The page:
An Awesome Family Adventure

An Awesome Family Adventure

October 29th, 2017  |  Published in Laos

This summer Penn and Erin traveled to Laos with their 10-year-old son and 8-year-old daughter. Dad is an engineer and mom is a teacher. They are well traveled, having visited over a dozen countries together. Here are some of their tips and tricks for a successful family adventure.

By Penn and Erin

We currently live in Northern California. Last summer we traveled to Laos with our two kids to visit family. Since we were already vacationing in Thailand, we departed from Phuket by plane to Udon to save money and time. From there we took a bus across the Friendship Bridge to Vientiane, Laos. We wanted the kids to experience as much as possible in the short amount of time we had, so we started by visiting all the tourist friendly places around the capital city, then went on to few small towns along the Mekong river about two hours north of Vientiane. We mainly stayed at the Mekong Riverside Hotel in Vientiane.

There were a few unique challenges with visiting Laos. We usually don’t carry much cash while we travel in general because of exchange rates and fees. The fees can add up if you don’t plan out your spending ahead of time. A lot of businesses accept only cash, so plan ahead and take only what you think you will need (but you can always pull more cash out at ATMs and pay the fees). Another issue was navigating. We rented an SUV for the week we stayed in Vientiane and it was not equipped with GPS. We had to use our phone’s low speed data for navigation to get around but it was a little difficult since our phone signals were a bit spotty in some areas, but we made it work.

We loved all the scenic spots along the Mekong River and Ban Tha Ngon floating restaurants, where we cruised up the river while feasting and singing karaoke to Lao music! We loved eating outdoors along the Mekong River. Along the west end of the Mekong River, there were plenty of outdoor restaurants to satisfy any taste. Lucky for us, our kids eat almost anything we give them. They are pretty adventurous when it comes to food. The only thing we need to watch for is our daughter’s tree nut allergy. Most Lao dishes don’t have tree nuts in them and we weren’t too worried, but we always carry an epi-pen just in case.

We usually don’t buy too many items when we travel and 99% of the time we don’t haggle for deals. One reason is because my wife is Caucasian and any haggling will be an epic fail once they see her. We like to be generous and offer whatever is reasonable since it helps the local economy.

Erin can speak and understand basic Lao words, but not enough to have a conversation. The locals we met were pretty open-minded and didn’t have any issues with Erin being “farang” — I am sure we got a few looks from people, but we didn’t pay too much attention. Sometime people did try to accommodate her by giving her chair to sit on instead of the floor or bringing the fan right next to her.

Hint/Tip: Avoid ALL traffic violations while driving, because the cops will take advantage of you for money. It’s how they make extra cash on the side. They know which cars are rental cars by the color of the license plate.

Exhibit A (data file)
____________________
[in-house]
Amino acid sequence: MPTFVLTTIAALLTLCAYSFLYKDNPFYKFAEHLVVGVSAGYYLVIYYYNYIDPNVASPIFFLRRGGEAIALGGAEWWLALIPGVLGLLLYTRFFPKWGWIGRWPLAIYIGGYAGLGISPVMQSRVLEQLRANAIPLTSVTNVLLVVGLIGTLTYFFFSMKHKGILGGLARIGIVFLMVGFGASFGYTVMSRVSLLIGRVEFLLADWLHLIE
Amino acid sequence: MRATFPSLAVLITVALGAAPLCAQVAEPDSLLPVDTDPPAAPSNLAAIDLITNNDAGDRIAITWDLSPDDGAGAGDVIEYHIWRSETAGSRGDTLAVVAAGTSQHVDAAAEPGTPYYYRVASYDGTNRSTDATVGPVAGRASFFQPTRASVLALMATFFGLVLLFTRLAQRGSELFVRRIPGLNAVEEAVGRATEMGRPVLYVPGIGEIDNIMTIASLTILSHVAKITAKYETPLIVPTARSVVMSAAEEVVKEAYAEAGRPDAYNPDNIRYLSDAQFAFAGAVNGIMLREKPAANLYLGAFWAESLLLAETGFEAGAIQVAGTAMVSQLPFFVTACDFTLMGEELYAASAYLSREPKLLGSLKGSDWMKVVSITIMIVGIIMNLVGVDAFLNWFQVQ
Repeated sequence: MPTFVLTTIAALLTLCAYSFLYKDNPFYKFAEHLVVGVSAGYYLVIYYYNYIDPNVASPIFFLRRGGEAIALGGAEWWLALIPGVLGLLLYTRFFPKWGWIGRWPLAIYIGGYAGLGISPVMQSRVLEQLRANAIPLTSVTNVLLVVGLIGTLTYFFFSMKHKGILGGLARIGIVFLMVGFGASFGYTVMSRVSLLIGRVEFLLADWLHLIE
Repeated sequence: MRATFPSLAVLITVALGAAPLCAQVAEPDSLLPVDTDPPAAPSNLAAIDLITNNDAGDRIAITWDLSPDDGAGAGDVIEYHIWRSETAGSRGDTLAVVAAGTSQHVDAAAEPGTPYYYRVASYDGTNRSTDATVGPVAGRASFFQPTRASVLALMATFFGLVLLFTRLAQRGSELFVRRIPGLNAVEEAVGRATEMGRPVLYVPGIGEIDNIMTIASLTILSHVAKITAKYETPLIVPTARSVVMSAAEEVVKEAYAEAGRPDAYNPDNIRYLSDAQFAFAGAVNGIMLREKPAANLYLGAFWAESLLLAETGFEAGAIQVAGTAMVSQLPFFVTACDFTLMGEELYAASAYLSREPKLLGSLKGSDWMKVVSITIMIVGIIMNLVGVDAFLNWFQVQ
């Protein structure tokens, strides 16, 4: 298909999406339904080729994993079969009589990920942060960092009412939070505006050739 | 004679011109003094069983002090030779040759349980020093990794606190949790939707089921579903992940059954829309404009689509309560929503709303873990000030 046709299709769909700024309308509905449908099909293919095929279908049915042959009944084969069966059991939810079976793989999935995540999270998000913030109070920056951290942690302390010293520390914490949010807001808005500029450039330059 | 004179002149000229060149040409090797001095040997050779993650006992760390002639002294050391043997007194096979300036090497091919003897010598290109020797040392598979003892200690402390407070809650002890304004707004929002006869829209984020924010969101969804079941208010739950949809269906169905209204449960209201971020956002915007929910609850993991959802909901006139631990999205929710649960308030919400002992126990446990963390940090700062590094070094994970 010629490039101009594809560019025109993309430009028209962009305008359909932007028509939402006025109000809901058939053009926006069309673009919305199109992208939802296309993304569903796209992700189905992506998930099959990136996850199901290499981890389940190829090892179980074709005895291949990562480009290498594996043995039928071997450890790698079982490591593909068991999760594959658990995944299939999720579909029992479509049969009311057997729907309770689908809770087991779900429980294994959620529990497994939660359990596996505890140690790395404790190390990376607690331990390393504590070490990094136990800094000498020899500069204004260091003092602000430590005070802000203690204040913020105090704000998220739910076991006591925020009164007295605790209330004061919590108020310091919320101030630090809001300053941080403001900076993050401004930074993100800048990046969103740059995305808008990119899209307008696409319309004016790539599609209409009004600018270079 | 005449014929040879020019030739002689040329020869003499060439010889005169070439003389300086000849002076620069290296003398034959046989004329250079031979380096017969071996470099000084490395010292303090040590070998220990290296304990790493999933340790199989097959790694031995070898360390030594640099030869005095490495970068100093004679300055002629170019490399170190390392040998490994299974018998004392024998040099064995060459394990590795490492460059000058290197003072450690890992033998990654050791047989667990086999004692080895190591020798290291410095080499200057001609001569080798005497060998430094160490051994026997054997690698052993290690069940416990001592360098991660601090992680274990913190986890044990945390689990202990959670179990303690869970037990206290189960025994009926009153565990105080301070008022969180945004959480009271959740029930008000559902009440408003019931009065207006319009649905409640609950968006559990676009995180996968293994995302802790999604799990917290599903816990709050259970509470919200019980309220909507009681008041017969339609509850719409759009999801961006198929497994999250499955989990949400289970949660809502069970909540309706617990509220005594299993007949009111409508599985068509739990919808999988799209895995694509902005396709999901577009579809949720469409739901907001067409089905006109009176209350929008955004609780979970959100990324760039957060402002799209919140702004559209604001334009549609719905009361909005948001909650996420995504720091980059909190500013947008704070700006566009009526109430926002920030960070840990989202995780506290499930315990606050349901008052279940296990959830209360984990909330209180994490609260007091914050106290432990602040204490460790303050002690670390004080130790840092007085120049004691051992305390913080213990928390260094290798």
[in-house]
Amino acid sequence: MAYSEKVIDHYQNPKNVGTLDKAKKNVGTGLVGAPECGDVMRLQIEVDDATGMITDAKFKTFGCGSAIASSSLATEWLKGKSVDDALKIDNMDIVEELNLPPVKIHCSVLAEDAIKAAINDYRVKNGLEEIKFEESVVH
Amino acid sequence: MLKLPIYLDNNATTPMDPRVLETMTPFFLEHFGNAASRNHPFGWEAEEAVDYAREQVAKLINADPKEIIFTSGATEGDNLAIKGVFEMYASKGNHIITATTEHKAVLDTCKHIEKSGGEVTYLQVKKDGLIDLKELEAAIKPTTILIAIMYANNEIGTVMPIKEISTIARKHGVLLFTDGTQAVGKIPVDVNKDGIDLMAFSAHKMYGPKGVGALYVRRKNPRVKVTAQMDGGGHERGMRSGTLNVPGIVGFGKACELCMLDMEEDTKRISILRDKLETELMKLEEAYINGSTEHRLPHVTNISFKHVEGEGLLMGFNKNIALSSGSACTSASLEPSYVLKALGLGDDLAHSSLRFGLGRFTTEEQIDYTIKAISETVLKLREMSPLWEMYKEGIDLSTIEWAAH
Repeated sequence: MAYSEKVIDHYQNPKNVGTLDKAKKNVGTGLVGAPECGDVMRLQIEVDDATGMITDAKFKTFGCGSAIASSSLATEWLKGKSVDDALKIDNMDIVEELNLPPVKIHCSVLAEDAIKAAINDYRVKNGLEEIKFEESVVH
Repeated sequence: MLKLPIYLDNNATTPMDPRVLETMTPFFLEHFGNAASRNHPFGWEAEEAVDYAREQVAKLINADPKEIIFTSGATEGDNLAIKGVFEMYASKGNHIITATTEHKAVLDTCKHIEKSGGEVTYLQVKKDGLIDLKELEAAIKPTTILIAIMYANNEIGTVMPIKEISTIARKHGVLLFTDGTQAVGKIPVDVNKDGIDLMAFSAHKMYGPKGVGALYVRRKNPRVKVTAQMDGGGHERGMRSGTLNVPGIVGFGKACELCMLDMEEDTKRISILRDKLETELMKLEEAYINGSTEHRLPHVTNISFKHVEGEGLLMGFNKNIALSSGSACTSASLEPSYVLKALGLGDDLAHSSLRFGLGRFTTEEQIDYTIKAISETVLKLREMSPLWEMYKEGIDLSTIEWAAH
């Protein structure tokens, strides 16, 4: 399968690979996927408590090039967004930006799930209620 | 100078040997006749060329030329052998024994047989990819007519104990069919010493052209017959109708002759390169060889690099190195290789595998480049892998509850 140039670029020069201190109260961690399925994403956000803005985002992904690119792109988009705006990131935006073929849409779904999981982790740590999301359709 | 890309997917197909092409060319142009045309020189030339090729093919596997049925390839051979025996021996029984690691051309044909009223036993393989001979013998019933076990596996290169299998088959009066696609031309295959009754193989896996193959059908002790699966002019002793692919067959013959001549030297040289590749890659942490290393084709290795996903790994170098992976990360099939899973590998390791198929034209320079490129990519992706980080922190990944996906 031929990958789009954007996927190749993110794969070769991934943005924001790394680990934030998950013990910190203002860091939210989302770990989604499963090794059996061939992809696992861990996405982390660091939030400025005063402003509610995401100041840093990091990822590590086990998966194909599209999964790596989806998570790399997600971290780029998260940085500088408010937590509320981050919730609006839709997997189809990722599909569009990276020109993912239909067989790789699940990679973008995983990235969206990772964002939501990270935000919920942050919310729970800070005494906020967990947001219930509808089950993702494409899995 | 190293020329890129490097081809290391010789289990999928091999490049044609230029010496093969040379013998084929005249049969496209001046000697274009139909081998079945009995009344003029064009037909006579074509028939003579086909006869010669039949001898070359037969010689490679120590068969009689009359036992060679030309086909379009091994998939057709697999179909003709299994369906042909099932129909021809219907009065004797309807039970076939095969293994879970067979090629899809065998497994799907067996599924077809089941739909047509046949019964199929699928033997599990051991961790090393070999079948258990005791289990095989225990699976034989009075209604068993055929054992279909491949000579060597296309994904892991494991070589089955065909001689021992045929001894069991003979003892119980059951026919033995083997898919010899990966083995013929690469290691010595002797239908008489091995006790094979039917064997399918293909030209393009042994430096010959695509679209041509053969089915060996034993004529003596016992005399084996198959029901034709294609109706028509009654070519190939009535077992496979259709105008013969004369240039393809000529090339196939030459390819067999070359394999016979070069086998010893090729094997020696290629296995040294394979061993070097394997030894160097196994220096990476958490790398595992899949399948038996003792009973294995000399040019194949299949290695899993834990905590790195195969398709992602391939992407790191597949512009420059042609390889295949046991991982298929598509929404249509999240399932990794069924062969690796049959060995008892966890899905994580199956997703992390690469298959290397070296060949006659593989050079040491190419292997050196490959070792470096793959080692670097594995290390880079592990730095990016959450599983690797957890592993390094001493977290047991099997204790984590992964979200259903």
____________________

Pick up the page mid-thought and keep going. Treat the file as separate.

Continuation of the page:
Important Things Families Should Pack

  • First Aid Kit
  • Insect Repellent
  • Sun Block
  • Tums for kids
  • Tylenol and other medications
  • Pens to write with
  • Cash for when places don’t do ATM

Important Things Families Should Do in Preparation for Travel in Southeast Asia

  • Make Copies: Make copies of all itineraries for hotels and flights. Make 2 extra copies of kids’ passport photos (immigration will ask for them). Make sure important documents are stored online for easy access if hard copies are lost.
  • Use Credit Cards: Use credit cards that don’t charge international fees. Store credit cards in two places such as your wallet and on your phone on Apple Pay OR have your spouse carry them in her purse too. This way if your wallet ever gets lost or stolen, you will not get stuck.
  • Carry US Dollars: Use USD to exchange for local currency when credit cards are not accepted.
  • Check State Department for safety warnings regarding destination.
  • Register your travel with US embassy in case of emergency they can contact you.
  • Notify your bank of travel dates so your cards won’t get denied.
  • Check flight status often to make sure nothing has changed.
  • Know the location of hospitals near your hotel and make sure your health insurance or credit card will cover any medical expenses if such case arises.

We will definitely return to Laos. We are hoping to visit again in the near future but different time of the year when it is cooler. We want to visit family and explore new cities because we love to explore!

Some overseas locations we have visited as a family:
Cancun and Tulum, Mexico – June 2015
Barcelona, Spain – December 2015
Paris, France – December 2015
Frankfurt, Germany – December 2015
Tokyo, Japan – June 2016
Sydney, Australia – June 2016
Auckland, New Zealand – June 2016
Aitutaki, Cook Islands – June 2017
Auckland New Zealand – June 2017
Sydney Australia – June 2017
Phuket, Thailand – June 2017
Maui, Hawaii – July 2017

Future travel plans in 2017-2018:
Italy, Greece, Spain, Portugal